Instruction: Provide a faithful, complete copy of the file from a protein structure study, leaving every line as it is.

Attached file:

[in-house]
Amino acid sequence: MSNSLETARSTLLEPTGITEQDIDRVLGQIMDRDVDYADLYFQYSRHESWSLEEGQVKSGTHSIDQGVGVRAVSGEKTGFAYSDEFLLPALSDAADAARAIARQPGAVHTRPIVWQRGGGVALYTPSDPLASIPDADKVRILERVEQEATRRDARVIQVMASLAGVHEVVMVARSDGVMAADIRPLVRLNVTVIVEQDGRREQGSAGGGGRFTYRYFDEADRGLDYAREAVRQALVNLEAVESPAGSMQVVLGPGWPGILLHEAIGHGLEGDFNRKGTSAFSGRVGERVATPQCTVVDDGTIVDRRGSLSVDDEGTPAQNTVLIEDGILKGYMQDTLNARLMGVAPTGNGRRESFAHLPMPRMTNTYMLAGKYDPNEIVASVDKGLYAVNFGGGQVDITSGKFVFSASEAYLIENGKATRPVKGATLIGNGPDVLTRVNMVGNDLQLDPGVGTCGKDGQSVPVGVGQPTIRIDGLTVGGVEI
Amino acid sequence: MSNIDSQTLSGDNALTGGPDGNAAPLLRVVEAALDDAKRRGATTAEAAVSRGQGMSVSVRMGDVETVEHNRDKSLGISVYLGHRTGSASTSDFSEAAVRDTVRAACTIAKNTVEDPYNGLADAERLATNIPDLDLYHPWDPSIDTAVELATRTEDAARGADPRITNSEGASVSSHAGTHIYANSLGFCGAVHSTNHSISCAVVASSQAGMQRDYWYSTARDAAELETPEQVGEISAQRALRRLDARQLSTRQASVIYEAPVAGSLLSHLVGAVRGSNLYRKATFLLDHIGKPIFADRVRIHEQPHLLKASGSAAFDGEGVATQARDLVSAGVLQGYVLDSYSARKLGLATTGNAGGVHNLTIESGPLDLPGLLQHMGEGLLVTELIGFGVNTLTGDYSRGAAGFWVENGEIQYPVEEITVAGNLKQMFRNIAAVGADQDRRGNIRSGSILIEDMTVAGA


[in-house]
Amino acid sequence: MSNSLETARSTLLEPTGITEQDIDRVLGQIMDRDVDYADLYFQYSRHESWSLEEGQVKSGTHSIDQGVGVRAVSGEKTGFAYSDEFLLPALSDAADAARAIARQPGAVHTRPIVWQRGGGVALYTPSDPLASIPDADKVRILERVEQEATRRDARVIQVMASLAGVHEVVMVARSDGVMAADIRPLVRLNVTVIVEQDGRREQGSAGGGGRFTYRYFDEADRGLDYAREAVRQALVNLEAVESPAGSMQVVLGPGWPGILLHEAIGHGLEGDFNRKGTSAFSGRVGERVATPQCTVVDDGTIVDRRGSLSVDDEGTPAQNTVLIEDGILKGYMQDTLNARLMGVAPTGNGRRESFAHLPMPRMTNTYMLAGKYDPNEIVASVDKGLYAVNFGGGQVDITSGKFVFSASEAYLIENGKATRPVKGATLIGNGPDVLTRVNMVGNDLQLDPGVGTCGKDGQSVPVGVGQPTIRIDGLTVGGVEI
Amino acid sequence: MSNIDSQTLSGDNALTGGPDGNAAPLLRVVEAALDDAKRRGATTAEAAVSRGQGMSVSVRMGDVETVEHNRDKSLGISVYLGHRTGSASTSDFSEAAVRDTVRAACTIAKNTVEDPYNGLADAERLATNIPDLDLYHPWDPSIDTAVELATRTEDAARGADPRITNSEGASVSSHAGTHIYANSLGFCGAVHSTNHSISCAVVASSQAGMQRDYWYSTARDAAELETPEQVGEISAQRALRRLDARQLSTRQASVIYEAPVAGSLLSHLVGAVRGSNLYRKATFLLDHIGKPIFADRVRIHEQPHLLKASGSAAFDGEGVATQARDLVSAGVLQGYVLDSYSARKLGLATTGNAGGVHNLTIESGPLDLPGLLQHMGEGLLVTELIGFGVNTLTGDYSRGAAGFWVENGEIQYPVEEITVAGNLKQMFRNIAAVGADQDRRGNIRSGSILIEDMTVAGA